More (and there will be even more to come) on the long-time ailing business model:
Despite the emphasis on cooperation, there were occasional hints of residual tensions among the presses, university administrators and libraries. At a session called “University and Press Collaborations,” moderator B. Byron Price, director of the University of Oklahoma Press, asked panelists about such tensions. Penn State Press’s Patrick Alexander, referring to the fact that the session was being recorded, declined to answer.
The final plenary, on Saturday afternoon, explored experiments in the highly controversial area of open-access publishing, primarily of journal articles. Among others, Ivy Anderson explained the California Digital Library’s recent open-access arrangement with Springer’s journals, though overall there was perhaps more boosterism than details on a sustainable business model.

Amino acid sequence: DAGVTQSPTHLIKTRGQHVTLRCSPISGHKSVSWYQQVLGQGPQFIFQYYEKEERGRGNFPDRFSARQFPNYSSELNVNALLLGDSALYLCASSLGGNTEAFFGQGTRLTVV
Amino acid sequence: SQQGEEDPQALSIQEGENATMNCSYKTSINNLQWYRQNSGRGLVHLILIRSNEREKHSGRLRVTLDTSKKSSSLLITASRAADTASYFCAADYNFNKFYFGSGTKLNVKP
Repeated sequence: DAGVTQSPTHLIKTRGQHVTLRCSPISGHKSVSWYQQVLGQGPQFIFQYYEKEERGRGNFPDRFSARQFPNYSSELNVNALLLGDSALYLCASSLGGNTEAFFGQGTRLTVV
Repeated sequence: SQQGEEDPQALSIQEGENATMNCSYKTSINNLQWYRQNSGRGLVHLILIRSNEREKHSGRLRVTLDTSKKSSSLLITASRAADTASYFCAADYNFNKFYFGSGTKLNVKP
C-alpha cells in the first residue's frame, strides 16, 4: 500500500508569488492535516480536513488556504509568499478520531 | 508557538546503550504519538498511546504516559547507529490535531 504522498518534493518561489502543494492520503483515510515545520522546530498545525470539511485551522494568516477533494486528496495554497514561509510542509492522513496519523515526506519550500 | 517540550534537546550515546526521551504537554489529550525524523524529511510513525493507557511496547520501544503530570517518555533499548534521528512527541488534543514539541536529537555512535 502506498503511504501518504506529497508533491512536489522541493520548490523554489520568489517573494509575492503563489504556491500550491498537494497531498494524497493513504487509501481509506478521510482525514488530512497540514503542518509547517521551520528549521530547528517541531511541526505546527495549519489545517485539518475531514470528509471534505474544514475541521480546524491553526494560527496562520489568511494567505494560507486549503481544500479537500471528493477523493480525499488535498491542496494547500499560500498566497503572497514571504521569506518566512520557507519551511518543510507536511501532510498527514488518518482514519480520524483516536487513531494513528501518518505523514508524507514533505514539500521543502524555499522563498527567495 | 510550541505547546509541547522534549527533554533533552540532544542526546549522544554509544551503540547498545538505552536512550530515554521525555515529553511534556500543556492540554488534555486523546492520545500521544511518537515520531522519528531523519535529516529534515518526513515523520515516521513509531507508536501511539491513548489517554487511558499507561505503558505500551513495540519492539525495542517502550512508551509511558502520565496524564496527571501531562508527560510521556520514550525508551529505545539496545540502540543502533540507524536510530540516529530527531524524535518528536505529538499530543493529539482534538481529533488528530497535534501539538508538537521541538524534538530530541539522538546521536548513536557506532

At a session on open-access digital repositories at Harvard, MIT and Penn State, an audience member asked about studies on whether such repositories are saving campus libraries the cost of buying back faculty scholarship in the form of expensive journals; Amy Brands of Harvard said no such studies have been done, but that such cost savings are not one of the Harvard repository’s goals.